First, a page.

Although other fibers (with higher lignin content) can be used as a strength additive, corn fiber is of particular interest as a paper additive because corn fiber has an adequate hemicellulose content and relatively low lignin and ash contents. For example, whereas corn fiber has about 3-6% lignin, soft wood contains about 25-31% lignin and hardwood contains about 16-24% lignin.

Processing according to the present invention, as will be apparent from the discussion in section VIII below can be conducted to lead to a modified or enhanced fiber additive which has particularly desirable change of characteristic with respect to holocellulose character, hemicellulose character, and cellulose character, versus the SBF raw material from which it is made. The relatively high cellulose character means that the fibrous material will behave in a manner similar to wood fibers, in dispersability and alignment, within the paper. The defined hemicellulose character in part means that desirable strength enhancement will occur. The overall total holocellulose content, means that other undesirable effects are reduced to an acceptable level. In addition, it is believed that the modifications of surface characteristics and lignin characteristics also facilitate the operation of the material as a paper additive.

IV. B. 3. Processing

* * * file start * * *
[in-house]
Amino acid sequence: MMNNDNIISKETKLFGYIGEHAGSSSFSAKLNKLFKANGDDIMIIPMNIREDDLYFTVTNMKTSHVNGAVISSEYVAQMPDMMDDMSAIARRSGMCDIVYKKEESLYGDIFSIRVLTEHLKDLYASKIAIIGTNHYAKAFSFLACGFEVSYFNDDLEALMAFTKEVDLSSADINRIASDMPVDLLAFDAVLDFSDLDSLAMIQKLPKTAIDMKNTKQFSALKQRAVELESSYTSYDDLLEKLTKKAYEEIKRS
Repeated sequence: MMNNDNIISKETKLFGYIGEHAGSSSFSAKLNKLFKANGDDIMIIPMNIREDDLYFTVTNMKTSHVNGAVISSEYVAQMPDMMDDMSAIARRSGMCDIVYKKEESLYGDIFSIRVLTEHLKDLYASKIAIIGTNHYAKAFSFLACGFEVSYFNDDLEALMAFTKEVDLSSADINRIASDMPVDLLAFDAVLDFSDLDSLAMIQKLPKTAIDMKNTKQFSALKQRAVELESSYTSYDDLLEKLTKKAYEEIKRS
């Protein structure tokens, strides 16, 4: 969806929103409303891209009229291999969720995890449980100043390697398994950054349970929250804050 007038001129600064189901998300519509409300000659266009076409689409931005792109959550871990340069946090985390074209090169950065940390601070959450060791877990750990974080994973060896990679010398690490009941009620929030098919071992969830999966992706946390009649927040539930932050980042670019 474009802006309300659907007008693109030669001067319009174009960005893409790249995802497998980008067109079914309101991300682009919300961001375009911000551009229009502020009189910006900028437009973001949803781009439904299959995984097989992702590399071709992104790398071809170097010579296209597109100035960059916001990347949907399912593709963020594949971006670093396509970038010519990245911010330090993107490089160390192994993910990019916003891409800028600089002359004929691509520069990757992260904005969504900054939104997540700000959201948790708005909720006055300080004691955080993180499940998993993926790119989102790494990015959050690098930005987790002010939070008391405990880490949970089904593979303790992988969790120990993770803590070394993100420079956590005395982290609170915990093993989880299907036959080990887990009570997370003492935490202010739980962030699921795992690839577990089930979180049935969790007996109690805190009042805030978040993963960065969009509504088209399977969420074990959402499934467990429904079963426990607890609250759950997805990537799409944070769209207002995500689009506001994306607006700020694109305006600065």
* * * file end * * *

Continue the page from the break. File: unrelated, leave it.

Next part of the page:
The EFA can be added to papermaking pulp slurry prior to or during the refining or beating stage of the paper making process (FIG. 8B). Preferably, the EFA is refined along with the paper making pulp slurry to enhance mixing and contact between the EFA and the paper making pulp fibers. The EFA is preferably added in an amount that is sufficient to enhance the properties of the resultant paper, but not so high that it undesirably inhibits drainage of the papermaking pulp or adversely affects operation of equipment. Preferably, the EFA is added to the papermaking pulp at a concentration of about 0.1 weight % to about 10 weight % based on the papermaking pulp content, more preferably about 0.5 weight % to about 3.0 weight %, most preferably about 0.5 weight % to about 2.0 weight %.

Optionally in addition to the EFA, a cationic starch can be added to the paper slurry system to provide flocculation for the fiber, aid in drainage of the water, and retain fibers and filler material. Cationic starches are produced by a chemical reaction of starch with reagents containing amino, imino, ammonium, sulfonium, or phosphonium groups, all of which can carry a positive charge. Currently, the commercially significant derivatives are the tertiary amino and quaternary ammonium starch ethers. A key factor in their usefulness is an affinity for negatively charged substrates (O. B. Wurzburg; Modified Starches: Properties and Uses; CRC Press Inc., 1986).

The EFA provides for the option of reduction in papermaking pulp, for example, up to 33%, while maintaining the burst and tensile strength properties of the paper. Additionally, the EFA increases wet strength and runability during the papermaking process such that machine speeds can be increased and web breaks for lightweight paper grades are reduced.

Referring to FIG. 8A, Lou Calder paper machine operation is shown. Such a machine could be used to achieve production with a machine speed of 6 fpm to 150 fpm, to produce 75 lbs per hour to 200 lbs per hour of paper having a basis weight of 18 lbs to 400 lbs.